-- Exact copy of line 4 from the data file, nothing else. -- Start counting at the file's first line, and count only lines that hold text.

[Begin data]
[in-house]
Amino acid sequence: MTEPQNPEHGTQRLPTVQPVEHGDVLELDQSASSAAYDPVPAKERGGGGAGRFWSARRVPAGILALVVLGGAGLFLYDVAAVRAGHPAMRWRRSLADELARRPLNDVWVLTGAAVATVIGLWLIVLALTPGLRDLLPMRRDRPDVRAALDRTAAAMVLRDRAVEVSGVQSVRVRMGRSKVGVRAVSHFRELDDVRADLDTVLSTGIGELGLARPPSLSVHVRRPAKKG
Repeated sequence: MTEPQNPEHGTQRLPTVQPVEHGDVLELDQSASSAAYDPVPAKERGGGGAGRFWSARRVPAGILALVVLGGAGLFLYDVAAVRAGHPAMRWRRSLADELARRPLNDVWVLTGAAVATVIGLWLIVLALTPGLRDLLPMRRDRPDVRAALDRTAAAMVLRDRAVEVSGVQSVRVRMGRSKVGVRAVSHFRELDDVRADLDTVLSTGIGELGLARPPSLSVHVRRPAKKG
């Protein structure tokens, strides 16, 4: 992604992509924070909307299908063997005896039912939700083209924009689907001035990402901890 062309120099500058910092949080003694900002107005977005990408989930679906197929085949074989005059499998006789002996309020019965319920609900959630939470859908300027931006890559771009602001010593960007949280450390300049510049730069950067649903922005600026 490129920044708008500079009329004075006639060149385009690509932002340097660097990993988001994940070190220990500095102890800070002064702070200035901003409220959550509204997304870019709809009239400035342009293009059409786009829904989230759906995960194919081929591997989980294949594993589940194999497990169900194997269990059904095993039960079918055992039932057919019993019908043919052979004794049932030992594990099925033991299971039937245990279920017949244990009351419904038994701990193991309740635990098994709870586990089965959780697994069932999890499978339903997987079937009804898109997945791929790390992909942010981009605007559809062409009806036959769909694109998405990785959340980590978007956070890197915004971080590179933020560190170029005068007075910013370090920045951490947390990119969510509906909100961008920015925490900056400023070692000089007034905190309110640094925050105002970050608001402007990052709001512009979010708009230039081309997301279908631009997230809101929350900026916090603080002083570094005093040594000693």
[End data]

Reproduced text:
């Protein structure tokens, strides 16, 4: 992604992509924070909307299908063997005896039912939700083209924009689907001035990402901890 062309120099500058910092949080003694900002107005977005990408989930679906197929085949074989005059499998006789002996309020019965319920609900959630939470859908300027931006890559771009602001010593960007949280450390300049510049730069950067649903922005600026 490129920044708008500079009329004075006639060149385009690509932002340097660097990993988001994940070190220990500095102890800070002064702070200035901003409220959550509204997304870019709809009239400035342009293009059409786009829904989230759906995960194919081929591997989980294949594993589940194999497990169900194997269990059904095993039960079918055992039932057919019993019908043919052979004794049932030992594990099925033991299971039937245990279920017949244990009351419904038994701990193991309740635990098994709870586990089965959780697994069932999890499978339903997987079937009804898109997945791929790390992909942010981009605007559809062409009806036959769909694109998405990785959340980590978007956070890197915004971080590179933020560190170029005068007075910013370090920045951490947390990119969510509906909100961008920015925490900056400023070692000089007034905190309110640094925050105002970050608001402007990052709001512009979010708009230039081309997301279908631009997230809101929350900026916090603080002083570094005093040594000693």